Cranko’s legacy remains a touchstone for the company. At least one or two of his ballets return every season. Concerted efforts have also been made to preserve his repertoire by allowing other companies to perform it: “We wanted to make sure that the ballets would live on,” says Anderson. He and his team stage Cranko works around the world.

Stuttgart Ballet also performs a mix of 19th-century classics and 20th-century works by the likes of Neumeier, Kenneth MacMillan or Hans van Manen. Premieres define each season, however, and the Stuttgart’s own school of choreography has developed a recognizable look. New works are typically minimalistic, danced in the barest of costumes, the focus on boundary-pushing articulation and sleek partnering. “On tour in London, a critic mentioned that the dancers had practically nothing on, but it’s just so normal for us,” Anderson explains. “When we do workshops, I tell young choreographers: I want to see steps, creativity, and I would like to see bodies. Dancers have them, so why not?”

Stuttgart’s knowledgeable audience has embraced this ambitious diet, performed throughout the company’s year-round season. Attendance at its 1,400-seat Opera House and 800-seat Schauspielhaus was at 99.66 percent last season. “The audience loves the mix,” Anderson says. “We can do three new ballets by three young choreographers and sell out.”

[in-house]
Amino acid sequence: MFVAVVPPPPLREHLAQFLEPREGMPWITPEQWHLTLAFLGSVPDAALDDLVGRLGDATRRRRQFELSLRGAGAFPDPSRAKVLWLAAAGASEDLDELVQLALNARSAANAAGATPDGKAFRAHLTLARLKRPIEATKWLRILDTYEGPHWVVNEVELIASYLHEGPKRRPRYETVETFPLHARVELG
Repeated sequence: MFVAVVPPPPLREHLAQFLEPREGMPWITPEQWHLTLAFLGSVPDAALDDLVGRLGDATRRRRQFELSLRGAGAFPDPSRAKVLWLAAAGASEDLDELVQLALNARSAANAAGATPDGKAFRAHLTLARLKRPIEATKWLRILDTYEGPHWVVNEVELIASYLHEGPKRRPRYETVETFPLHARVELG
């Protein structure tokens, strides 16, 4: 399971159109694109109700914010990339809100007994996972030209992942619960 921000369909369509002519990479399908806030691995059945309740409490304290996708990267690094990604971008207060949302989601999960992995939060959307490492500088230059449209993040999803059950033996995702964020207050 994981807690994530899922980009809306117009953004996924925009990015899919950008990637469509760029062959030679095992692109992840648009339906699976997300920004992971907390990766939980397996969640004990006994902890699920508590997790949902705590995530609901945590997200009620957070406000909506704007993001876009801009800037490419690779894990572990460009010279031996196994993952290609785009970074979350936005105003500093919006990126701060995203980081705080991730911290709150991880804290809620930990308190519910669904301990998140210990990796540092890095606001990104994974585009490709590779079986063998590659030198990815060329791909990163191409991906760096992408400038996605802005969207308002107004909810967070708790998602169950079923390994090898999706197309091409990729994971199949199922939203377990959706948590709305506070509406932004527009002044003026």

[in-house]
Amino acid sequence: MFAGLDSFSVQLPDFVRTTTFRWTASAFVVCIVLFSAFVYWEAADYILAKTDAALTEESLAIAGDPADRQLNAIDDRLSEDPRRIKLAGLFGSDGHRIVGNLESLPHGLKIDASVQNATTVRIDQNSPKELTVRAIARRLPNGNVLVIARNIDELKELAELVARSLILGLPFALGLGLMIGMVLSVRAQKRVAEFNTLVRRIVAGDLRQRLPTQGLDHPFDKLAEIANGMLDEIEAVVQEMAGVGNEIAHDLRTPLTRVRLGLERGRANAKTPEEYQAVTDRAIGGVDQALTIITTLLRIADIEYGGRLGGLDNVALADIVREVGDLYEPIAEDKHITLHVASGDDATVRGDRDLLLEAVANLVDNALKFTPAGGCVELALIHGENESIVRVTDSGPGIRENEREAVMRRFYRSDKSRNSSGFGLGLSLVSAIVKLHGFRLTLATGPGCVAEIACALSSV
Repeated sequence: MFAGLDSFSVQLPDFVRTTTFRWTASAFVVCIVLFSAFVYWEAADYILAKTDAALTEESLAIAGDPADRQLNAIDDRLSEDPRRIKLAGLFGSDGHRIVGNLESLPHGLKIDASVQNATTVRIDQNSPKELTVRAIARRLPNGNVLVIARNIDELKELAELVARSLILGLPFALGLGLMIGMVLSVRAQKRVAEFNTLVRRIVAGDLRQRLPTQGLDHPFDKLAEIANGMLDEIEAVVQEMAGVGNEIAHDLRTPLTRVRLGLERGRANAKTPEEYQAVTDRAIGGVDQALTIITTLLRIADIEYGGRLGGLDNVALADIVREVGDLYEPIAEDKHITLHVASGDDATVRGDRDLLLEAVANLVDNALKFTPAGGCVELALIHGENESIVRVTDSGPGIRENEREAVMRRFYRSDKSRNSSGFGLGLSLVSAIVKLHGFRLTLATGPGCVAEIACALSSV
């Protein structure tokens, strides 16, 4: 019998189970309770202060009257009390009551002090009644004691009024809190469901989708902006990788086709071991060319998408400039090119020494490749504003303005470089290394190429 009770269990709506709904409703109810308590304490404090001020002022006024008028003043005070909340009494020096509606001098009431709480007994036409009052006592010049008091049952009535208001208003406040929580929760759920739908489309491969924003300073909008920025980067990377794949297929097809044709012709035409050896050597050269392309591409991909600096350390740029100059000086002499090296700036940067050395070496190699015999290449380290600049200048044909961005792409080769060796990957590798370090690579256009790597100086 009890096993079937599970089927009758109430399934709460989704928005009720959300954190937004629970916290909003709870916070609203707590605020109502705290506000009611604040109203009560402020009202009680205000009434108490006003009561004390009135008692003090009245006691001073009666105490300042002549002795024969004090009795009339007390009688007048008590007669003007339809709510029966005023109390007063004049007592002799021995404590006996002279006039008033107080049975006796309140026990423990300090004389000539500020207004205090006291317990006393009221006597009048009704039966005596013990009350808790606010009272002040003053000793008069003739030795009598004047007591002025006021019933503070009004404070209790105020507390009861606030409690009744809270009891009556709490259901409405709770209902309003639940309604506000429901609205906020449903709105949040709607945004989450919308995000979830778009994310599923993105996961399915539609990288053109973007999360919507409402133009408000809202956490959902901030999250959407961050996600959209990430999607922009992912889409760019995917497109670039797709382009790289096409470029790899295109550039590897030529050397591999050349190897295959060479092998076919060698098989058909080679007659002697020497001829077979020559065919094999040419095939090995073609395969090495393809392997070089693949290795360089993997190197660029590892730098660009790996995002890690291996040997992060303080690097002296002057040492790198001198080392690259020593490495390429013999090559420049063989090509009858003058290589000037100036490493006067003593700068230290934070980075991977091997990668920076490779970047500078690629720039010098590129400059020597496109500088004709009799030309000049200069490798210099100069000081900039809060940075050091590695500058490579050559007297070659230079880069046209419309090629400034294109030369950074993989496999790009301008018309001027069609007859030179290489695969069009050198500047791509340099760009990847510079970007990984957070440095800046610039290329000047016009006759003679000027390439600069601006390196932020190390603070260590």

At A Glance:

Stuttgart Ballet

Size: 63 dancers

Starting salary: Company does not release information.

Length of contract: Year-round (including yearly bonus and health insurance)

Performances: 103 to 110 at home and on tour

Website: stuttgart-ballet.de

 

Audition Advice

Stuttgart Ballet rarely holds open auditions. “I prefer to have dancers come to Stuttgart and do class with the company, to see if they fit in,” Anderson says. “I’m a legs-and-feet person, and one thing I always look for is whether the person is truly dancing or not. You should be dancing already at the barre.”

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Chisako Oga photographed for Pointe by Jayme Thornton

Chisako Oga Is Soaring to New Heights at Boston Ballet

Chisako Oga is a dancer on the move—in more ways than one. From childhood training in Texas, California and Japan to a San Francisco Ballet apprenticeship to her first professional post with Cincinnati Ballet, where she quickly rose to principal dancer, she has rarely stood still for long.